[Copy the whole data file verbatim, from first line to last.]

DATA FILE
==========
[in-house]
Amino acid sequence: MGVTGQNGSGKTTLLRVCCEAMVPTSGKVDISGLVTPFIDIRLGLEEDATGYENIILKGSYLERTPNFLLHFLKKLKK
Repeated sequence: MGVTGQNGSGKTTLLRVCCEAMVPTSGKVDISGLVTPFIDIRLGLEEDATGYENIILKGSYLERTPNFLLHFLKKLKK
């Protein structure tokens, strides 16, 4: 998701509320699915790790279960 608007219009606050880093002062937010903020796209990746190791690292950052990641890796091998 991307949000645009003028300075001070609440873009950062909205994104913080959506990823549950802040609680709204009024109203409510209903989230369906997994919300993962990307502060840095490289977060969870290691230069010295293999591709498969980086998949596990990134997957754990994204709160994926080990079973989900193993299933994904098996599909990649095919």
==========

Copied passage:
[in-house]
Amino acid sequence: MGVTGQNGSGKTTLLRVCCEAMVPTSGKVDISGLVTPFIDIRLGLEEDATGYENIILKGSYLERTPNFLLHFLKKLKK
Repeated sequence: MGVTGQNGSGKTTLLRVCCEAMVPTSGKVDISGLVTPFIDIRLGLEEDATGYENIILKGSYLERTPNFLLHFLKKLKK
């Protein structure tokens, strides 16, 4: 998701509320699915790790279960 608007219009606050880093002062937010903020796209990746190791690292950052990641890796091998 991307949000645009003028300075001070609440873009950062909205994104913080959506990823549950802040609680709204009024109203409510209903989230369906997994919300993962990307502060840095490289977060969870290691230069010295293999591709498969980086998949596990990134997957754990994204709160994926080990079973989900193993299933994904098996599909990649095919």